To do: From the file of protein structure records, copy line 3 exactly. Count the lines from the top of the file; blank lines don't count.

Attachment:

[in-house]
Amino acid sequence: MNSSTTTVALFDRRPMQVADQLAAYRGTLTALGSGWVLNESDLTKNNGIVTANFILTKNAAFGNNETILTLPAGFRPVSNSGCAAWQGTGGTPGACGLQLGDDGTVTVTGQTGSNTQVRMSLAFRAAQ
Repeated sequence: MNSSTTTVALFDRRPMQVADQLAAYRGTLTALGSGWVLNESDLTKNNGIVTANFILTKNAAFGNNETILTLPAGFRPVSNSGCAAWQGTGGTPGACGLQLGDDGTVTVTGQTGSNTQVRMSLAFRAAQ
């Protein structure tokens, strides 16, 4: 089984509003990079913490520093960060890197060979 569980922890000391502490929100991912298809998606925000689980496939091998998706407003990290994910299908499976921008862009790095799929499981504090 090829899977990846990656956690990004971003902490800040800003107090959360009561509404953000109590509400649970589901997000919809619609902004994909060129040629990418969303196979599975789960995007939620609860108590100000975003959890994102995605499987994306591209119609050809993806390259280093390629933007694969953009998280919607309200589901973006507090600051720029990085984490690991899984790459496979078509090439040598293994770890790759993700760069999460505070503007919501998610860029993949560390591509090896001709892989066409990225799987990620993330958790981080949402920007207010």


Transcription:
Repeated sequence: MNSSTTTVALFDRRPMQVADQLAAYRGTLTALGSGWVLNESDLTKNNGIVTANFILTKNAAFGNNETILTLPAGFRPVSNSGCAAWQGTGGTPGACGLQLGDDGTVTVTGQTGSNTQVRMSLAFRAAQ